The 233 MHz models used a PPC 740 processor, and had a 66 MHz bus and no backside cache. The 12.1″ models used a 16 bit, 832×624 passive matrix screen, and had a gestalt ID of 314.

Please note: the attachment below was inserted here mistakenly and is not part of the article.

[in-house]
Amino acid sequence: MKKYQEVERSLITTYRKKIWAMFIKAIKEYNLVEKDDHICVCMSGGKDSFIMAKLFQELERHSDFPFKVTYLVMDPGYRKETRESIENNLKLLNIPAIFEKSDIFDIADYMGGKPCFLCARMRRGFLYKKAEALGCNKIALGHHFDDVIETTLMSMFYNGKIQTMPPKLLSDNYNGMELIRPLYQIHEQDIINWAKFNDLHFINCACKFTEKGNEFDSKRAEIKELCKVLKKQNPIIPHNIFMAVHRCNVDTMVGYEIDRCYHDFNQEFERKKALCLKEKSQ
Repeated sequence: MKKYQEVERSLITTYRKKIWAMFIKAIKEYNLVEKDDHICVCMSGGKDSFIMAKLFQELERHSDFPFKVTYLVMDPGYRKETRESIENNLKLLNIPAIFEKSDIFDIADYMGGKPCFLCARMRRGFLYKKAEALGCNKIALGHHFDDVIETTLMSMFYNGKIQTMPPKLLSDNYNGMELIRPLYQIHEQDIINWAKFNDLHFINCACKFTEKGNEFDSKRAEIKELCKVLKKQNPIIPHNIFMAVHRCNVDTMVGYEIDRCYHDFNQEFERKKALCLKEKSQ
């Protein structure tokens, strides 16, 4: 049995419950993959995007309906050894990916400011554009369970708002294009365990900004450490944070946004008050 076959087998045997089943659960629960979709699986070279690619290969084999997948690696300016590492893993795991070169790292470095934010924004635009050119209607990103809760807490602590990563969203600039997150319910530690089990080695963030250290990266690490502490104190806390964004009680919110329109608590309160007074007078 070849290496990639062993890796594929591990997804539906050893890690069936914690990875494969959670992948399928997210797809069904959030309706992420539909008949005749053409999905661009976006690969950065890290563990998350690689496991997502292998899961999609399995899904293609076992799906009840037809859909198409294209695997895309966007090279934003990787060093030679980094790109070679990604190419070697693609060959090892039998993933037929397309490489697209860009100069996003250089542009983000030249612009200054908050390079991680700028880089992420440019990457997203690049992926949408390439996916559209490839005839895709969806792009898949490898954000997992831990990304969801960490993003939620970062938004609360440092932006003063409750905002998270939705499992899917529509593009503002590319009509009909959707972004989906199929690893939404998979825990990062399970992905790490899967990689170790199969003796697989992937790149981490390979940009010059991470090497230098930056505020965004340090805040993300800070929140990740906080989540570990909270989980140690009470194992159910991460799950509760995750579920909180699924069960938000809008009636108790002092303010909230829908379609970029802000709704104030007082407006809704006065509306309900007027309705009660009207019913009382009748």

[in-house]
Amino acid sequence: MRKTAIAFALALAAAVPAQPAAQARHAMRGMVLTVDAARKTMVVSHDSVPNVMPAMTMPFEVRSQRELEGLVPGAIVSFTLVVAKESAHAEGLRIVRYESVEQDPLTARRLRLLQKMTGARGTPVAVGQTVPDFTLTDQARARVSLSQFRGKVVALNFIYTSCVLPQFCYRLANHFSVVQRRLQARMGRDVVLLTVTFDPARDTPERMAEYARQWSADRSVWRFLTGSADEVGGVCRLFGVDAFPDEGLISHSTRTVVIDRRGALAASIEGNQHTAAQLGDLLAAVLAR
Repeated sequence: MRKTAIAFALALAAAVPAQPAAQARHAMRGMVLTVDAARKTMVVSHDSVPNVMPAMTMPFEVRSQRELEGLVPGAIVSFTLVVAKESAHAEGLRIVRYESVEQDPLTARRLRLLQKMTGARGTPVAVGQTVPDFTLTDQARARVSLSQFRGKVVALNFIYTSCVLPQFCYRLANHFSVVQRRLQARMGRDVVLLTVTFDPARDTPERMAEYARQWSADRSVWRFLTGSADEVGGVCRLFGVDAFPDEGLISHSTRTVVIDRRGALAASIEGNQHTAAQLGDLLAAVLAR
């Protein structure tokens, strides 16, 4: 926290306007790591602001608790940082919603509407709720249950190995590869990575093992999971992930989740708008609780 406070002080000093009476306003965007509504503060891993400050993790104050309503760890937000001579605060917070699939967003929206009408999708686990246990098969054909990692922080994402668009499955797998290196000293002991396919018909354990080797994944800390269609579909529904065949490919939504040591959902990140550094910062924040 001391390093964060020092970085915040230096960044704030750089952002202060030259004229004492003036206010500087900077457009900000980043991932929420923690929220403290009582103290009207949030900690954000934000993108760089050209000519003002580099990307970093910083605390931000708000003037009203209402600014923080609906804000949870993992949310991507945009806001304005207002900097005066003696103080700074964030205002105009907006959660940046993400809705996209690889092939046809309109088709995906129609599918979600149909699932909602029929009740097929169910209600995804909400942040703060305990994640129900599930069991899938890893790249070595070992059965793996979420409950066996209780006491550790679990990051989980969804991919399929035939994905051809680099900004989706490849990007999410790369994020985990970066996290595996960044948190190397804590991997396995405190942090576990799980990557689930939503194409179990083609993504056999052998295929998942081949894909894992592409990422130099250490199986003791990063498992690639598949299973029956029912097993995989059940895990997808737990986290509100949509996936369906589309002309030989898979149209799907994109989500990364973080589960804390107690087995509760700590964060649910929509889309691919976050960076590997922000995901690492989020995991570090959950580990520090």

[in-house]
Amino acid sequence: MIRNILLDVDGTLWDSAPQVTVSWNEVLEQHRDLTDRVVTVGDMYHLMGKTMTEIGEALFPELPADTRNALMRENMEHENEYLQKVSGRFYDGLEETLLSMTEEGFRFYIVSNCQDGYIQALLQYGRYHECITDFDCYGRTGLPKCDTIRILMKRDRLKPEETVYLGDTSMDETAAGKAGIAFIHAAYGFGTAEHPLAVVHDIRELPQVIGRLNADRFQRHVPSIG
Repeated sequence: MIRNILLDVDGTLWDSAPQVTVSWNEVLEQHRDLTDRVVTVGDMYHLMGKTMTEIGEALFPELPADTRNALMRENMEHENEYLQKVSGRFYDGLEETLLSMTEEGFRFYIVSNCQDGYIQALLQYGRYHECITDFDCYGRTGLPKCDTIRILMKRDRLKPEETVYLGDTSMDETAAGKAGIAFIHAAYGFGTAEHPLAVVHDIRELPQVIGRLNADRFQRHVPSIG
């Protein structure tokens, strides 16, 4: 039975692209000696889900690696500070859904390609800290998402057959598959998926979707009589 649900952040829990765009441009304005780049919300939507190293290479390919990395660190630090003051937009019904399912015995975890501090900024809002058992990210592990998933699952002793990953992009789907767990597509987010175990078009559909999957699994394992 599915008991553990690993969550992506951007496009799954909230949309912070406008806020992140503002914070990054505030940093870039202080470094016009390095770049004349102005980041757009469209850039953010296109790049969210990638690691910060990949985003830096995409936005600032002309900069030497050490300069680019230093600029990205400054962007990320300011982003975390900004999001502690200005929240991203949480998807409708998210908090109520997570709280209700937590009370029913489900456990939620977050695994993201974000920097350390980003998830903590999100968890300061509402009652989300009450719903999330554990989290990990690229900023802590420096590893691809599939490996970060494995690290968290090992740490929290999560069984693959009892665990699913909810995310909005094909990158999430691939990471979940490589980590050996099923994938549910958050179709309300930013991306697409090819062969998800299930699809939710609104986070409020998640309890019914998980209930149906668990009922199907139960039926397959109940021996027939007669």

Announced in March 1998, The PowerBook G3 Series was an entirely new design, which resembled its predecessor only in name. The G3 Series was the first Built-to-Order PowerBook line, and filled Apple’s PowerBook offerings, from low to high end, with a single motherboard design. The G3 Series was available with a variety of BTO options including a 233, 250 or 292 MHz PPC750 processor and either a 12″ passive-matrix screen, a 13.3″ TFT Active Matrix screen, or an incredible 14.1″ TFT Active Matrix Screen. All models included two RAM slots which used industry standard RAM modules (the same used in most IBM Thinkpads), hardware 2D and 3D Graphics acceleration, a VGA port, and 4 Mbps IrDA. The G3 Series had a large, redesigned keyboard which included a new Function button allowing the keyboard to take on the functionality of a full size 105-key keyboard. It had 2 PC-card slots, which were CardBus compliant (a powerbook first), and the 13.3″ and 14.1″ models included an S-Video output. The G3 Series had two drive bays, either of which could hold a battery or a wide array of 3.5″ expansion devices, such as floppy or zip modules. The right drive bay could also accommodate larger 5.25″ devices. The PowerBook G3 Series started at $2,299 for 233 MHz with no floppy drive and a 12″ screen, and cost around $7,000 fully loaded. The PowerBook G3 Series was replaced at the end of the summer, by a second revision of the same design.


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